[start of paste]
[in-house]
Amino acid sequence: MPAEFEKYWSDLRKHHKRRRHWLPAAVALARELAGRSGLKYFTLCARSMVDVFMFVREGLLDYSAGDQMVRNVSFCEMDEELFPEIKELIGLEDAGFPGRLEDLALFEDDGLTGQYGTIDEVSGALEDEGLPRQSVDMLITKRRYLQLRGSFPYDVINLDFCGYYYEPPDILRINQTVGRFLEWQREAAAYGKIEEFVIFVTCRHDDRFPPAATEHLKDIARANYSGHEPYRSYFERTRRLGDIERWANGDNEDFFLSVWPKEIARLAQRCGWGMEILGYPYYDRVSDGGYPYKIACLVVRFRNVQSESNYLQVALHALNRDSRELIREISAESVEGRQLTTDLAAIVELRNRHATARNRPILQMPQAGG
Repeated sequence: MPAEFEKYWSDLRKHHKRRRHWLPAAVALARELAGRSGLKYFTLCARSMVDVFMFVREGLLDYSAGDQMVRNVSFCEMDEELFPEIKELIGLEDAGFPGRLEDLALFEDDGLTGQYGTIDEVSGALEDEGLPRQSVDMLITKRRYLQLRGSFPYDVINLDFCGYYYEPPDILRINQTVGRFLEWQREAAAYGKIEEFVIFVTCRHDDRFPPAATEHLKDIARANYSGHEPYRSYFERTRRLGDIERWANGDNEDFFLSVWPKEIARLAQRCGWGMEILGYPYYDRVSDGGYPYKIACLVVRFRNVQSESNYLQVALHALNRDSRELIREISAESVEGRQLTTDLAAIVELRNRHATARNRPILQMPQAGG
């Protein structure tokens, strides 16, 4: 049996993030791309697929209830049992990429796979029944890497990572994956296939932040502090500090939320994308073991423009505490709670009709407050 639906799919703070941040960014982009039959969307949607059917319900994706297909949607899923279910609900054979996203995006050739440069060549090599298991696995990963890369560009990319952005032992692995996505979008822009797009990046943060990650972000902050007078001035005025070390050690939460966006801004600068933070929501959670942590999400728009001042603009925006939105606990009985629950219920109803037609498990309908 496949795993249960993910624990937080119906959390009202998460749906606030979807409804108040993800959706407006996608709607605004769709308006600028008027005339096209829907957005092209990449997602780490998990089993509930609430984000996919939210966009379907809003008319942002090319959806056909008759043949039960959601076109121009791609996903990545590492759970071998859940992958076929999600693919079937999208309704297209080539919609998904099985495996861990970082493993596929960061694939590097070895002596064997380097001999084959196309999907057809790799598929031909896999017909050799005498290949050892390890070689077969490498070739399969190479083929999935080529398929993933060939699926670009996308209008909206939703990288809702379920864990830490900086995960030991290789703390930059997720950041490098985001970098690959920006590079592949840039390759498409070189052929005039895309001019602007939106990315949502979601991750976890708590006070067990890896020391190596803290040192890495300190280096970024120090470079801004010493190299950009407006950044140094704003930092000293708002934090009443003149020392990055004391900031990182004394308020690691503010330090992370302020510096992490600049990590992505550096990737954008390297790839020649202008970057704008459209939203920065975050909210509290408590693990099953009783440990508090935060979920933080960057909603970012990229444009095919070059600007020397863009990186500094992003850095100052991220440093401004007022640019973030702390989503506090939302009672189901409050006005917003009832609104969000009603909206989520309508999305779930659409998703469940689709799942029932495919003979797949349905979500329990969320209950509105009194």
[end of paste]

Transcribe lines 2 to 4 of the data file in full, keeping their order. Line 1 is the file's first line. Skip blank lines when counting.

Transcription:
Amino acid sequence: MPAEFEKYWSDLRKHHKRRRHWLPAAVALARELAGRSGLKYFTLCARSMVDVFMFVREGLLDYSAGDQMVRNVSFCEMDEELFPEIKELIGLEDAGFPGRLEDLALFEDDGLTGQYGTIDEVSGALEDEGLPRQSVDMLITKRRYLQLRGSFPYDVINLDFCGYYYEPPDILRINQTVGRFLEWQREAAAYGKIEEFVIFVTCRHDDRFPPAATEHLKDIARANYSGHEPYRSYFERTRRLGDIERWANGDNEDFFLSVWPKEIARLAQRCGWGMEILGYPYYDRVSDGGYPYKIACLVVRFRNVQSESNYLQVALHALNRDSRELIREISAESVEGRQLTTDLAAIVELRNRHATARNRPILQMPQAGG
Repeated sequence: MPAEFEKYWSDLRKHHKRRRHWLPAAVALARELAGRSGLKYFTLCARSMVDVFMFVREGLLDYSAGDQMVRNVSFCEMDEELFPEIKELIGLEDAGFPGRLEDLALFEDDGLTGQYGTIDEVSGALEDEGLPRQSVDMLITKRRYLQLRGSFPYDVINLDFCGYYYEPPDILRINQTVGRFLEWQREAAAYGKIEEFVIFVTCRHDDRFPPAATEHLKDIARANYSGHEPYRSYFERTRRLGDIERWANGDNEDFFLSVWPKEIARLAQRCGWGMEILGYPYYDRVSDGGYPYKIACLVVRFRNVQSESNYLQVALHALNRDSRELIREISAESVEGRQLTTDLAAIVELRNRHATARNRPILQMPQAGG
């Protein structure tokens, strides 16, 4: 049996993030791309697929209830049992990429796979029944890497990572994956296939932040502090500090939320994308073991423009505490709670009709407050 639906799919703070941040960014982009039959969307949607059917319900994706297909949607899923279910609900054979996203995006050739440069060549090599298991696995990963890369560009990319952005032992692995996505979008822009797009990046943060990650972000902050007078001035005025070390050690939460966006801004600068933070929501959670942590999400728009001042603009925006939105606990009985629950219920109803037609498990309908 496949795993249960993910624990937080119906959390009202998460749906606030979807409804108040993800959706407006996608709607605004769709308006600028008027005339096209829907957005092209990449997602780490998990089993509930609430984000996919939210966009379907809003008319942002090319959806056909008759043949039960959601076109121009791609996903990545590492759970071998859940992958076929999600693919079937999208309704297209080539919609998904099985495996861990970082493993596929960061694939590097070895002596064997380097001999084959196309999907057809790799598929031909896999017909050799005498290949050892390890070689077969490498070739399969190479083929999935080529398929993933060939699926670009996308209008909206939703990288809702379920864990830490900086995960030991290789703390930059997720950041490098985001970098690959920006590079592949840039390759498409070189052929005039895309001019602007939106990315949502979601991750976890708590006070067990890896020391190596803290040192890495300190280096970024120090470079801004010493190299950009407006950044140094704003930092000293708002934090009443003149020392990055004391900031990182004394308020690691503010330090992370302020510096992490600049990590992505550096990737954008390297790839020649202008970057704008459209939203920065975050909210509290408590693990099953009783440990508090935060979920933080960057909603970012990229444009095919070059600007020397863009990186500094992003850095100052991220440093401004007022640019973030702390989503506090939302009672189901409050006005917003009832609104969000009603909206989520309508999305779930659409998703469940689709799942029932495919003979797949349905979500329990969320209950509105009194």